Work Smarter With Online Collaboration Tools

These online collaboration services offer tools for every business need, and every budget.

By Zack Stern, PC World |  Software, Collaboration Software

Budget constraints and limited technical support make it critical for most small and medium-size companies to work as efficiently as possible. An important first step in getting more and better work from relatively few people is to enable them to work together in real time, no matter how distant they actually may be.

In this brief guide, I'll explain how to select collaboration tools to match your business's needs. The free Google Apps service is a sensible starting point for many companies. But in some instances, a more-robust paid service, such as HyperOffice or even Google's Apps Premier Edition, can be worth the expense.

Google Apps

If your small business is just getting started with online collaboration, the free version of Google Apps is an excellent place to dive in. Google's service acts as a good baseline that any paid competitor should match, as it includes e-mail with a large amount of free storage, sharable calendars, document editing, and other tools.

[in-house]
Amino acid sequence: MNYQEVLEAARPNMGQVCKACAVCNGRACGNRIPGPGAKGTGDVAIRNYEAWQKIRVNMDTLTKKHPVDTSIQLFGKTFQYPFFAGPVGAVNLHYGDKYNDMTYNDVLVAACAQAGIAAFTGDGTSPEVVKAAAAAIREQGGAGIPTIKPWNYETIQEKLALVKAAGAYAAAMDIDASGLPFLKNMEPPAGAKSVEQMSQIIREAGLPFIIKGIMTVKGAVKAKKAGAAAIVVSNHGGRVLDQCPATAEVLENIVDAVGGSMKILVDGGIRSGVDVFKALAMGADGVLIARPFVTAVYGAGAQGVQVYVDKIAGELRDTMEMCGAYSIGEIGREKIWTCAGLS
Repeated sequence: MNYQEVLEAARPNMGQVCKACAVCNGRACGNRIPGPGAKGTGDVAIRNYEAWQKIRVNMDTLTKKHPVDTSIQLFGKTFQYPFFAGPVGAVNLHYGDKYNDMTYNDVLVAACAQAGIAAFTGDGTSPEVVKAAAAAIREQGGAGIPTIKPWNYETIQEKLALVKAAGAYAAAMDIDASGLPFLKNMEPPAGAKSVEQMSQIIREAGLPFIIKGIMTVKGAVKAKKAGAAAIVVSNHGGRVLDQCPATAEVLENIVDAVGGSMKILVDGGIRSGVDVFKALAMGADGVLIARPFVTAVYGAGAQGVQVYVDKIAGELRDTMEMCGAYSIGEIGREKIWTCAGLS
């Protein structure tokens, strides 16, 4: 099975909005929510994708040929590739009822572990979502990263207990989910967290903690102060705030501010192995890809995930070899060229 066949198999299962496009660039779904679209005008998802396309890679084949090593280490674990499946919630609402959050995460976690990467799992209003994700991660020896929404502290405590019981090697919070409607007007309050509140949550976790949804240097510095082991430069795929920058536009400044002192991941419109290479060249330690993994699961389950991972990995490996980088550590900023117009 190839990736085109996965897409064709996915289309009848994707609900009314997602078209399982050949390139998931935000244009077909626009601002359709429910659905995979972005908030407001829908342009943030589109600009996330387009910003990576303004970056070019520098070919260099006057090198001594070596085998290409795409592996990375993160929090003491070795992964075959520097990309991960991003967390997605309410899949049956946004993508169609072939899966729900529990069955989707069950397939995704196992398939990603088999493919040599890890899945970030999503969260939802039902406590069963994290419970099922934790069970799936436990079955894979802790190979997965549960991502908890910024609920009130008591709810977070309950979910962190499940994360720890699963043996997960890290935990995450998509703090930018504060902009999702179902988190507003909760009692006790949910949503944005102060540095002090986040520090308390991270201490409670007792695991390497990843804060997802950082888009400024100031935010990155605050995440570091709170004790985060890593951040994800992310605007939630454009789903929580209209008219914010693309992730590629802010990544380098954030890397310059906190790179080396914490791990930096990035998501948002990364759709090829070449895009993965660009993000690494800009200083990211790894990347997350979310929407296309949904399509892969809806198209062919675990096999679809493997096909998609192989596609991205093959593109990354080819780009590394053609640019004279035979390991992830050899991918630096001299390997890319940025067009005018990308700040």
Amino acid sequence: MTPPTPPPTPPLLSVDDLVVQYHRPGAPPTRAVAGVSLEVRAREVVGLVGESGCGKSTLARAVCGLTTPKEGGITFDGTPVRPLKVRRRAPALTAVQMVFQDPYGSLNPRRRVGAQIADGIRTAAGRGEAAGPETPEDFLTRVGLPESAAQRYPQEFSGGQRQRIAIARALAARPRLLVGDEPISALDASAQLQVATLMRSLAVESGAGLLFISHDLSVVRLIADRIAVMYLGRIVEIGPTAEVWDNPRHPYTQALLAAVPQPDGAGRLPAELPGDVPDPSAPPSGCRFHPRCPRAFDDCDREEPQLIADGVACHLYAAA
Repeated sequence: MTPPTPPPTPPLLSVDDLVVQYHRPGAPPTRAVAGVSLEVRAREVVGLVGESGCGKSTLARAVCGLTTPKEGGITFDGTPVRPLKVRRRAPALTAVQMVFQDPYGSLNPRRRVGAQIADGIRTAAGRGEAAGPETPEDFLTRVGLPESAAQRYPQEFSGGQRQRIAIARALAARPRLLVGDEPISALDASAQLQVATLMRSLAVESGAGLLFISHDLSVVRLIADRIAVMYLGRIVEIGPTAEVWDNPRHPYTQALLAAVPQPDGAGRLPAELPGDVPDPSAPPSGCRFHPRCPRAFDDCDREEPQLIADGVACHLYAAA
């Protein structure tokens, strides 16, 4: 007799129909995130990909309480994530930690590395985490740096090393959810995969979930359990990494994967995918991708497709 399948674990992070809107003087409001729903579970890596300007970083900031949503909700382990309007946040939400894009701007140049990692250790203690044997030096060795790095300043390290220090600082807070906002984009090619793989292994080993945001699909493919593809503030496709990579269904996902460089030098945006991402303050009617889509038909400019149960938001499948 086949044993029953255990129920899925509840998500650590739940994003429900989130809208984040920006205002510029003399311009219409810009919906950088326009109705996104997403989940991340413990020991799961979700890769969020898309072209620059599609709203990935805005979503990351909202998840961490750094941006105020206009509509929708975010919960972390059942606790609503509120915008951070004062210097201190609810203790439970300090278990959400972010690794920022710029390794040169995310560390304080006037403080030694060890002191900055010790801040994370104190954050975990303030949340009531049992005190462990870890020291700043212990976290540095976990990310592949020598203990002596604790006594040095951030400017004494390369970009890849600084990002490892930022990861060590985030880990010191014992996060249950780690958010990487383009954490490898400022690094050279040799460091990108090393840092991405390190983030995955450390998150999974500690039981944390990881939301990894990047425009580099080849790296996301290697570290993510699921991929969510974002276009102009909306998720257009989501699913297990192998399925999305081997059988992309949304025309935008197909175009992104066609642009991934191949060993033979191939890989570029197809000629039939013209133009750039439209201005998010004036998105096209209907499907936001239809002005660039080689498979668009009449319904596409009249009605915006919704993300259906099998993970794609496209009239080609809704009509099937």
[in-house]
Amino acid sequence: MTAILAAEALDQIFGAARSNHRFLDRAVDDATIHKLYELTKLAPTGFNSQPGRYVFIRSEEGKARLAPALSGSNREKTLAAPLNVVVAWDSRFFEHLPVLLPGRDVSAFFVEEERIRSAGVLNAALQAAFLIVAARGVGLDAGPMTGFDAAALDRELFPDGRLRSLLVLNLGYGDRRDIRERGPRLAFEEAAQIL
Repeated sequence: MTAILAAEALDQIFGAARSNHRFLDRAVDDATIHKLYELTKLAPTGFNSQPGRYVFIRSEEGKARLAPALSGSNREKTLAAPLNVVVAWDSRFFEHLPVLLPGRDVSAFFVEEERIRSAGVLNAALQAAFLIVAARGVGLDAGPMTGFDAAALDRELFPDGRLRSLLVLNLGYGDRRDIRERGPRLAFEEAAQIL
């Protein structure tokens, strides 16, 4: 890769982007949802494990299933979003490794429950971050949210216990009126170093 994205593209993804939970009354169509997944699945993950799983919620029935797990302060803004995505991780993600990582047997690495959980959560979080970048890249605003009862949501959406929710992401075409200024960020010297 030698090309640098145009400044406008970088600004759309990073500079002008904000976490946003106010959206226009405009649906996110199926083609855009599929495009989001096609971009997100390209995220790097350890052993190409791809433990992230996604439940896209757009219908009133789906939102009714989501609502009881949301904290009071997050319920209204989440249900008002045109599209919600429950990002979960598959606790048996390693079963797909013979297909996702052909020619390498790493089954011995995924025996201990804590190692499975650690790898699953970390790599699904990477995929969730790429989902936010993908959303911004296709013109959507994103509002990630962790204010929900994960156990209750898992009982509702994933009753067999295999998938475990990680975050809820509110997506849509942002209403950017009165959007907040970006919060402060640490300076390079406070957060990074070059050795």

With Google Apps or any other service, e-mail lies at the heart of your collaboration. Gmail includes more than 7GB of space for free accounts, and Google is constantly adding storage to the service. You'll always connect through secure HTTP to encrypt data. And as with any other collaboration service, you can access messages from a browser or through your own e-mail client. For real-time communication, Google Talk handles instant messages, voice, and video calls.

Thrifty businesses may be able to get by with the free edition of Google Calendar. Beyond basic features, it lets you share or subscribe to other calendars, which is crucial for collaboration. You can sync to many phones--important for offline mobile work--or just read data through a mobile Web browser.

Google Docs stores and edits files. Microsoft Office-compatible knock-offs include a word processor, a spreadsheet, and a presentation tool. You can upload your current files to share and edit, or you can start from scratch. You may also set permissions by individual or by group, enabling others to view or edit files.

Additional tools can help businesses collaborate and communicate. Google Sites looks like a basic Web page builder, but you can use it to create portals for sharing company information or client-side details that only those people can access.

Google Apps Premier Edition

Originally published on PC World |  Click here to read the original story.
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